Fantastic Fables, Ambrose Bierce: The Critics
WHILE bathing, Antinous was seen by Minerva, who was so enamoured of his beauty that, all armed as she happened to be, she descended from Olympus to woo him; but, unluckily displaying her shield, with the head of Medusa on it, she had the unhappiness to see the beautiful mortal turn to stone from catching a glimpse of it. She straightway ascended to ask Jove to restore him; but before this could be done a Sculptor and a Critic passed that way and espied him.
"This is a very bad Apollo," said the Sculptor: "the chest is too narrow, and one arm is at least a half-inch shorter than the other. The attitude is unnatural, and I may say impossible. Ah! my friend, you should see my statue of Antinous."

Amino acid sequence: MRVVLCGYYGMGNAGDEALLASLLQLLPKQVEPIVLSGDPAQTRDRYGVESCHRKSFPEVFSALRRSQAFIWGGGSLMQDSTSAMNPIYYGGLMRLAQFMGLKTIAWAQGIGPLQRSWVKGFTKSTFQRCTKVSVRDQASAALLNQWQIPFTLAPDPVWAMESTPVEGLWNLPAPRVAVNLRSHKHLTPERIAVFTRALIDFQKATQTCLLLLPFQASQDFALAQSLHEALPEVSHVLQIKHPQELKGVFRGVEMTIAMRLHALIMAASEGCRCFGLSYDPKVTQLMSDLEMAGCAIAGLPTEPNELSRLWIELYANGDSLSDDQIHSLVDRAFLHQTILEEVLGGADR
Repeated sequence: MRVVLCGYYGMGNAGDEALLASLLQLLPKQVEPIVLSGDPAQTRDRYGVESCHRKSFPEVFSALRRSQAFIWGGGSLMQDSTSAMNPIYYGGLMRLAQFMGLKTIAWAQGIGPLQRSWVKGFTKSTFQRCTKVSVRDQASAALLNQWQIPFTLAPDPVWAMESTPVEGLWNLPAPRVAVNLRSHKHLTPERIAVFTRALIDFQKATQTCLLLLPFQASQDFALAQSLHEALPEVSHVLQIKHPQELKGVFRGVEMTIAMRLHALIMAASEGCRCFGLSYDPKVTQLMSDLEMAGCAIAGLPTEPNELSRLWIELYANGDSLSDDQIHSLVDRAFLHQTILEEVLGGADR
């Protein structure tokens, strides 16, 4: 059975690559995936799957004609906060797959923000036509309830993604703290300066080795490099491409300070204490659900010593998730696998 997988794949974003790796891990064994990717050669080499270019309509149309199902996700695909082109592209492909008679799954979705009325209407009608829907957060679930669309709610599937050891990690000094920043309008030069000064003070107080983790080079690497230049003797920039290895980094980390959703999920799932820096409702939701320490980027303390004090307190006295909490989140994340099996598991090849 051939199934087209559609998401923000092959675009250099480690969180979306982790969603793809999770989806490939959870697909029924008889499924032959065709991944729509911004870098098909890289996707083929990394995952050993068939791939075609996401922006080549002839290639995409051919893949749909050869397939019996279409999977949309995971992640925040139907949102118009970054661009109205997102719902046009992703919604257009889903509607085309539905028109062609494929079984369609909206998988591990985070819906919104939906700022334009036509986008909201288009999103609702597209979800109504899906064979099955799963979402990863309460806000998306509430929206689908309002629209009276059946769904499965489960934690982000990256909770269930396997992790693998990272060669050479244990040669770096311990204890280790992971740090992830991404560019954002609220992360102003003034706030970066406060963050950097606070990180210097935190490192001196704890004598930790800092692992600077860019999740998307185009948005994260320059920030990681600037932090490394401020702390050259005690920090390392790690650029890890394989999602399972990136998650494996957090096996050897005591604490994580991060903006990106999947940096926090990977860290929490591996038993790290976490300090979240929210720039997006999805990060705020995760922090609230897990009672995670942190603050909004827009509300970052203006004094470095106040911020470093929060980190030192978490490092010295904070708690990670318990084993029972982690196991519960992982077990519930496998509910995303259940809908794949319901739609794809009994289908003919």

"In my judgment, the figure," said the Critic, "is tolerably good, though rather Etrurian, but the expression of the face is decidedly Tuscan, and therefore false to nature. By the way, have you read my work on 'The Fallaciousness of the Aspectual in Art'?"